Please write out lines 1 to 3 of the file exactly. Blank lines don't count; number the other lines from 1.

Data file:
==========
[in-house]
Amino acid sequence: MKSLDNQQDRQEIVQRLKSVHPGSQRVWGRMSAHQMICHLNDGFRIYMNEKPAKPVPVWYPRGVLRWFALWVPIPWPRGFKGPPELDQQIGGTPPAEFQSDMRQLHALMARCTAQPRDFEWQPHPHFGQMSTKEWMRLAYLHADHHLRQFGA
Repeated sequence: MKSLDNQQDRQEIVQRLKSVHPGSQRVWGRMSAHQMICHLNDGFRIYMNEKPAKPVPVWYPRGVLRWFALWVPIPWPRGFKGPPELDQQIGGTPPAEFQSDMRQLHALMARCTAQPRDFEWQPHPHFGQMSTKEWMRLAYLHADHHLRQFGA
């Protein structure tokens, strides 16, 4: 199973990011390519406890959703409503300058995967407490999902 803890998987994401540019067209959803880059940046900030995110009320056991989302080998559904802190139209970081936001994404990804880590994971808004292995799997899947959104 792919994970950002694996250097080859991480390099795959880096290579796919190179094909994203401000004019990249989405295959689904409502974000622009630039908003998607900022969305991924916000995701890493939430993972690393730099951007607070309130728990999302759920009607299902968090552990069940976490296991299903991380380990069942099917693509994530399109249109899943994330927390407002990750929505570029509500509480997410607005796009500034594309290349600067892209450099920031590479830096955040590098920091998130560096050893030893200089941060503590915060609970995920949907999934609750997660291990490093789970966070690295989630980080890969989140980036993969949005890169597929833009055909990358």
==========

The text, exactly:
[in-house]
Amino acid sequence: MKSLDNQQDRQEIVQRLKSVHPGSQRVWGRMSAHQMICHLNDGFRIYMNEKPAKPVPVWYPRGVLRWFALWVPIPWPRGFKGPPELDQQIGGTPPAEFQSDMRQLHALMARCTAQPRDFEWQPHPHFGQMSTKEWMRLAYLHADHHLRQFGA
Repeated sequence: MKSLDNQQDRQEIVQRLKSVHPGSQRVWGRMSAHQMICHLNDGFRIYMNEKPAKPVPVWYPRGVLRWFALWVPIPWPRGFKGPPELDQQIGGTPPAEFQSDMRQLHALMARCTAQPRDFEWQPHPHFGQMSTKEWMRLAYLHADHHLRQFGA